Today we conquered the Barranco Wall. It looms large on most Kili hikes as it stands 850 feet above Barranco Camp, and it’s the first thing you do after breakfast and heading out. It’s primarily a scramble, working your way over rocks and boulders via a number of switchbacks. You use hands and feet to pull yourself up at some points and slowly make your way to the top. We go slowly—”Pole! Pole!” in Swahili—and it’s great preparation for the pace to the summit.
Noah, Barry and I at Karanga Camp with the Kili summit in the background. Phil LaBelle, 2017.
While Noah and I had a blast—it reminded us of the Beehive Trail in Acadia—others not so much. Especially Barry.
“It’s different cultures that make the world go ’round at the end of the day.” -Samantha Fox
Noah LaBelle, 2017.
When I was about to start the trip to Africa, all I was thinking about was the mountain, not anything else about the trip as a whole. Not the fact that I would get to experience something that I had never experienced before. I had been to 2 different countries outside of the USA before I went to Tanzania, the UK and Canada. Before I flew from the Amsterdam airport to Kilimanjaro International Airport, my American body had never touched down onto second world soil, let alone be among the ones on third world ground. When people ask about the adventure, they only ask about the mountain. They have no idea it was so much more.
We hiked up to Lava Tower Camp this morning getting us to over 15,200 of elevation. It’s an acclimatization climb to see how we do at the higher elevation—Lava Tower sits at about the same elevation as our base camp prior to summiting. As the name implies, there’s a huge rock formation made out of lava that looks to be another 800+ feet tall from the camp area. We’re closer to Kibo, the summit of Kilimanjaro, and see the results of that volcanic eruption so many years ago.
Looking toward the summit. Phil LaBelle, 2017.
With the tower of lava came more boulders. Big, dark rocks that we had to maneuver around on the trail. Noah and I had seen similar trails in the White Mountains except they’re littered with granite and other light colored rocks. But getting around boulders at 15,000 feet is another thing entirely. We could really feel the lack of oxygen as we hiked.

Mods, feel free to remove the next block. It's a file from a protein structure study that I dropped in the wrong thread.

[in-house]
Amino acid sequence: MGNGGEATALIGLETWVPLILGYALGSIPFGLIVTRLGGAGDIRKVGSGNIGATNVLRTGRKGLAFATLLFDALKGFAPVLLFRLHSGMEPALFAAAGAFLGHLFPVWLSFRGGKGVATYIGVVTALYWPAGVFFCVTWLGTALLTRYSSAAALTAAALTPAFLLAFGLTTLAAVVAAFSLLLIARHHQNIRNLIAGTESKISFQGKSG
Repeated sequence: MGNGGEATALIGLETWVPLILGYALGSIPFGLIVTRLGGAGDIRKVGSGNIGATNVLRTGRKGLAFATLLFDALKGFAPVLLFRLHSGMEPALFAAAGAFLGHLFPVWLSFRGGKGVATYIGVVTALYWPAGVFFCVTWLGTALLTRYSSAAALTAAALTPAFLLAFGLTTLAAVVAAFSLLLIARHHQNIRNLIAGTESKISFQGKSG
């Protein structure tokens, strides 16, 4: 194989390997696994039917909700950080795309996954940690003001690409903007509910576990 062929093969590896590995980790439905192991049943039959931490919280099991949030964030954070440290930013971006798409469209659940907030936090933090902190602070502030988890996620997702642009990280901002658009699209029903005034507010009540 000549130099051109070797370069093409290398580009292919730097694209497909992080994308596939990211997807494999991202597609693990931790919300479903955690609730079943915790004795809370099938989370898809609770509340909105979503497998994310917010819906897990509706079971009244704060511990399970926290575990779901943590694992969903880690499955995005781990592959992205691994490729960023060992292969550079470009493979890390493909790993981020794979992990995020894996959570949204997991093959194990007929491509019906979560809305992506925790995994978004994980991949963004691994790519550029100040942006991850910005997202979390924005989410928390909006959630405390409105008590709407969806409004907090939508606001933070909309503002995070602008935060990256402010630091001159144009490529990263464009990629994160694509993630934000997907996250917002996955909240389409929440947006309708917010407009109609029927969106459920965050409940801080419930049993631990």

After dinner last night, I spent a long time looking at the stars. The Milky Way spills out over where we are tenting more than I’ve ever seen before—including the Badlands this summer. None of the constellations looked familiar early in the evening, and I tried to find the Southern Cross. I went to bed filled with anticipation for Day 3 which includes a gentler hike across the Shira Plateau.
Group of 7 near Moir Camp. (c) Julianne Walker, 2007.
Noah woke feeling much, much better. He had a huge smile, and we joked around as we prepared for the day. Trekking clothes on, day packs filled, sleeping bags put away, duffles closed up, and then off to breakfast.
We had a long warm day. Lots of PUDs — pointless up and downs — on the trail as we came out of the shade of the rain forest and into the short vegetation. Sun very intense. We’d gain 400 feet of elevation and give back half of it.
Noah on the trail. Phil LaBelle, 2017.
Noah got quite ill on the trail. Upset stomach and getting quite overheated from the sun. I had to stop and pour water on him a few times along the way. The rest of our group was fantastic, encouraging him and telling him not to worry about the stops.
Excitement. There’s really no other way to describe the first day of our trek to Mt. Kilimanjaro. We had to be out the door of our hotel and ready by 8am, so we spent the night before separating and packing our things—items we needed on the mountain and those we could leave behind at the hotel—weighing our trekking duffle to make sure it wasn’t too heavy for porters, and dreaming what it would all be like.